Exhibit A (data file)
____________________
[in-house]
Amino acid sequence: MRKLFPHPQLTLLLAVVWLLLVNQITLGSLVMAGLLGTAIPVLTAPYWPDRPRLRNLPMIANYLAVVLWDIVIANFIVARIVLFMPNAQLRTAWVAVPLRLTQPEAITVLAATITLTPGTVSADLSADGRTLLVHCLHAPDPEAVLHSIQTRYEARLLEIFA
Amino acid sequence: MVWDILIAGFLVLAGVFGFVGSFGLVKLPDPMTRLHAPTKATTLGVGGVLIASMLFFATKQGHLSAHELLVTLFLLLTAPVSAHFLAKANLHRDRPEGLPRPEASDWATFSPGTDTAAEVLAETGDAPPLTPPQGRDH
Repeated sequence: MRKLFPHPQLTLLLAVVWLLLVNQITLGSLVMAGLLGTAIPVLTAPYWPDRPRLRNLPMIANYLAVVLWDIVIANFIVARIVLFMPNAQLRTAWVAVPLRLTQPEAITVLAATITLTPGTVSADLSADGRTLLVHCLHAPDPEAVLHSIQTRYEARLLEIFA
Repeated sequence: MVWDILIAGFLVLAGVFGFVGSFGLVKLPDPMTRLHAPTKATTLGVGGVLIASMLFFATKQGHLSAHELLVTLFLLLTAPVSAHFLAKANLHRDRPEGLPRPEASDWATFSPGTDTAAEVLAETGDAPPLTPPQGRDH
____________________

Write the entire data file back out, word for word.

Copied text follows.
[in-house]
Amino acid sequence: MRKLFPHPQLTLLLAVVWLLLVNQITLGSLVMAGLLGTAIPVLTAPYWPDRPRLRNLPMIANYLAVVLWDIVIANFIVARIVLFMPNAQLRTAWVAVPLRLTQPEAITVLAATITLTPGTVSADLSADGRTLLVHCLHAPDPEAVLHSIQTRYEARLLEIFA
Amino acid sequence: MVWDILIAGFLVLAGVFGFVGSFGLVKLPDPMTRLHAPTKATTLGVGGVLIASMLFFATKQGHLSAHELLVTLFLLLTAPVSAHFLAKANLHRDRPEGLPRPEASDWATFSPGTDTAAEVLAETGDAPPLTPPQGRDH
Repeated sequence: MRKLFPHPQLTLLLAVVWLLLVNQITLGSLVMAGLLGTAIPVLTAPYWPDRPRLRNLPMIANYLAVVLWDIVIANFIVARIVLFMPNAQLRTAWVAVPLRLTQPEAITVLAATITLTPGTVSADLSADGRTLLVHCLHAPDPEAVLHSIQTRYEARLLEIFA
Repeated sequence: MVWDILIAGFLVLAGVFGFVGSFGLVKLPDPMTRLHAPTKATTLGVGGVLIASMLFFATKQGHLSAHELLVTLFLLLTAPVSAHFLAKANLHRDRPEGLPRPEASDWATFSPGTDTAAEVLAETGDAPPLTPPQGRDH